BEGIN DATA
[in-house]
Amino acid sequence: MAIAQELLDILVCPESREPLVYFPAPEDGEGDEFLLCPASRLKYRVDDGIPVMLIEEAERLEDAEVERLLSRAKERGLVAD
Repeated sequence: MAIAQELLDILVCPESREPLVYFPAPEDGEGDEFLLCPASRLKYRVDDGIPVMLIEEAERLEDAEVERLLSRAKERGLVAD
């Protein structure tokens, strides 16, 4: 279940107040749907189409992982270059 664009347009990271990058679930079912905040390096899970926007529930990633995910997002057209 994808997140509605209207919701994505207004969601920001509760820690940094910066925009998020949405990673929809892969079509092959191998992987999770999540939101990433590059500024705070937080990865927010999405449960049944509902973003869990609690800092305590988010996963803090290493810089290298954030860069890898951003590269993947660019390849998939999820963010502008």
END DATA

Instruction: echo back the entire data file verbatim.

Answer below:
[in-house]
Amino acid sequence: MAIAQELLDILVCPESREPLVYFPAPEDGEGDEFLLCPASRLKYRVDDGIPVMLIEEAERLEDAEVERLLSRAKERGLVAD
Repeated sequence: MAIAQELLDILVCPESREPLVYFPAPEDGEGDEFLLCPASRLKYRVDDGIPVMLIEEAERLEDAEVERLLSRAKERGLVAD
């Protein structure tokens, strides 16, 4: 279940107040749907189409992982270059 664009347009990271990058679930079912905040390096899970926007529930990633995910997002057209 994808997140509605209207919701994505207004969601920001509760820690940094910066925009998020949405990673929809892969079509092959191998992987999770999540939101990433590059500024705070937080990865927010999405449960049944509902973003869990609690800092305590988010996963803090290493810089290298954030860069890898951003590269993947660019390849998939999820963010502008």